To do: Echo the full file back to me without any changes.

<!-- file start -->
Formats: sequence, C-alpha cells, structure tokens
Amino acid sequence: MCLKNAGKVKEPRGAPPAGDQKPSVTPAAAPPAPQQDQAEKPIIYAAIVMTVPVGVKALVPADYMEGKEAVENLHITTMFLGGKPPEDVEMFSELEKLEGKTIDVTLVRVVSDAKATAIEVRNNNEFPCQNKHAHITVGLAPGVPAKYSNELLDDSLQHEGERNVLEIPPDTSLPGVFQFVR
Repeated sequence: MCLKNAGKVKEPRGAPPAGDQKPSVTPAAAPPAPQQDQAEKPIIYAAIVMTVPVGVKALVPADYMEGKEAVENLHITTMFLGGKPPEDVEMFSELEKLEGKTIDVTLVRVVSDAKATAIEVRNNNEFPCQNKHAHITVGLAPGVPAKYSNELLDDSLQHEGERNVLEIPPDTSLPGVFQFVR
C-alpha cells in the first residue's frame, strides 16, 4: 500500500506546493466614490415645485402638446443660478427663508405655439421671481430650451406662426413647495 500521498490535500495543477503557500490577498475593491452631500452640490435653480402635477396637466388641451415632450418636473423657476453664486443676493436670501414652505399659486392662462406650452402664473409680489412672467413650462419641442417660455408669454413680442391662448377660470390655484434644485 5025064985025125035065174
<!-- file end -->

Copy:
Formats: sequence, C-alpha cells, structure tokens
Amino acid sequence: MCLKNAGKVKEPRGAPPAGDQKPSVTPAAAPPAPQQDQAEKPIIYAAIVMTVPVGVKALVPADYMEGKEAVENLHITTMFLGGKPPEDVEMFSELEKLEGKTIDVTLVRVVSDAKATAIEVRNNNEFPCQNKHAHITVGLAPGVPAKYSNELLDDSLQHEGERNVLEIPPDTSLPGVFQFVR
Repeated sequence: MCLKNAGKVKEPRGAPPAGDQKPSVTPAAAPPAPQQDQAEKPIIYAAIVMTVPVGVKALVPADYMEGKEAVENLHITTMFLGGKPPEDVEMFSELEKLEGKTIDVTLVRVVSDAKATAIEVRNNNEFPCQNKHAHITVGLAPGVPAKYSNELLDDSLQHEGERNVLEIPPDTSLPGVFQFVR
C-alpha cells in the first residue's frame, strides 16, 4: 500500500506546493466614490415645485402638446443660478427663508405655439421671481430650451406662426413647495 500521498490535500495543477503557500490577498475593491452631500452640490435653480402635477396637466388641451415632450418636473423657476453664486443676493436670501414652505399659486392662462406650452402664473409680489412672467413650462419641442417660455408669454413680442391662448377660470390655484434644485 5025064985025125035065174